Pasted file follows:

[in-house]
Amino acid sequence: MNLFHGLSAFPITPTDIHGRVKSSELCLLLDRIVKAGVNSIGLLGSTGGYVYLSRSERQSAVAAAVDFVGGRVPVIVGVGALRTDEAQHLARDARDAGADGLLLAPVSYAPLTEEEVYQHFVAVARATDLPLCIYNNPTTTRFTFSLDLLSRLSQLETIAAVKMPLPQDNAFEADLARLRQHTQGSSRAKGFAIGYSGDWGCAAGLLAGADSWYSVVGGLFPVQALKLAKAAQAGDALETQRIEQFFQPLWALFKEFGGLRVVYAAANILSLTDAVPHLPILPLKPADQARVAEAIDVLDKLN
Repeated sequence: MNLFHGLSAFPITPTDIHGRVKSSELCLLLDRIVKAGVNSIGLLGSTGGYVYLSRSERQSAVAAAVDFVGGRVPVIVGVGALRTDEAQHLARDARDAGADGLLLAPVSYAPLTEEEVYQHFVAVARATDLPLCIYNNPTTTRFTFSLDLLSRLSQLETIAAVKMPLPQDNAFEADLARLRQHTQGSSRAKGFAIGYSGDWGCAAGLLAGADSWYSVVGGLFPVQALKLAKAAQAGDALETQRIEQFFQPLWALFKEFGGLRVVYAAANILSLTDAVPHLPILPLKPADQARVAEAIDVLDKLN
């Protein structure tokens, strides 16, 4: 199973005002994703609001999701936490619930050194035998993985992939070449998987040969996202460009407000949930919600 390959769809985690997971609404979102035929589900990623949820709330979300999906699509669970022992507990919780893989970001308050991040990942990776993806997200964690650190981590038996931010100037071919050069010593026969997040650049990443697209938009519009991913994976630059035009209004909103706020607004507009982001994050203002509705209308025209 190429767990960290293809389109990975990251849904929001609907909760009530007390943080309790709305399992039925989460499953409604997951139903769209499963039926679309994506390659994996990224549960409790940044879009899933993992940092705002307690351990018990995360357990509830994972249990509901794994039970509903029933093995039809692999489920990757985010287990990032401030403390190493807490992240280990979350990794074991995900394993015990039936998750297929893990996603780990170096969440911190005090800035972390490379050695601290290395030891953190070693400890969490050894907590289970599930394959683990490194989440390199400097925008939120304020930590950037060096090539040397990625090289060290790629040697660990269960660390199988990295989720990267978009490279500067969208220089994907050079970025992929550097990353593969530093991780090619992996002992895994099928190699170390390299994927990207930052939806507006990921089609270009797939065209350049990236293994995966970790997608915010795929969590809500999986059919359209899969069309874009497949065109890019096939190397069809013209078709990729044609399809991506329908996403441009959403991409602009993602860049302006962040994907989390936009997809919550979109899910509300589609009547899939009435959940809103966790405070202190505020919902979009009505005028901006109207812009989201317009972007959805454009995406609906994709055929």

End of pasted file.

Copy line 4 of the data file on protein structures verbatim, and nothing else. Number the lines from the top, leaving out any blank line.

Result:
């Protein structure tokens, strides 16, 4: 199973005002994703609001999701936490619930050194035998993985992939070449998987040969996202460009407000949930919600 390959769809985690997971609404979102035929589900990623949820709330979300999906699509669970022992507990919780893989970001308050991040990942990776993806997200964690650190981590038996931010100037071919050069010593026969997040650049990443697209938009519009991913994976630059035009209004909103706020607004507009982001994050203002509705209308025209 190429767990960290293809389109990975990251849904929001609907909760009530007390943080309790709305399992039925989460499953409604997951139903769209499963039926679309994506390659994996990224549960409790940044879009899933993992940092705002307690351990018990995360357990509830994972249990509901794994039970509903029933093995039809692999489920990757985010287990990032401030403390190493807490992240280990979350990794074991995900394993015990039936998750297929893990996603780990170096969440911190005090800035972390490379050695601290290395030891953190070693400890969490050894907590289970599930394959683990490194989440390199400097925008939120304020930590950037060096090539040397990625090289060290790629040697660990269960660390199988990295989720990267978009490279500067969208220089994907050079970025992929550097990353593969530093991780090619992996002992895994099928190699170390390299994927990207930052939806507006990921089609270009797939065209350049990236293994995966970790997608915010795929969590809500999986059919359209899969069309874009497949065109890019096939190397069809013209078709990729044609399809991506329908996403441009959403991409602009993602860049302006962040994907989390936009997809919550979109899910509300589609009547899939009435959940809103966790405070202190505020919902979009009505005028901006109207812009989201317009972007959805454009995406609906994709055929």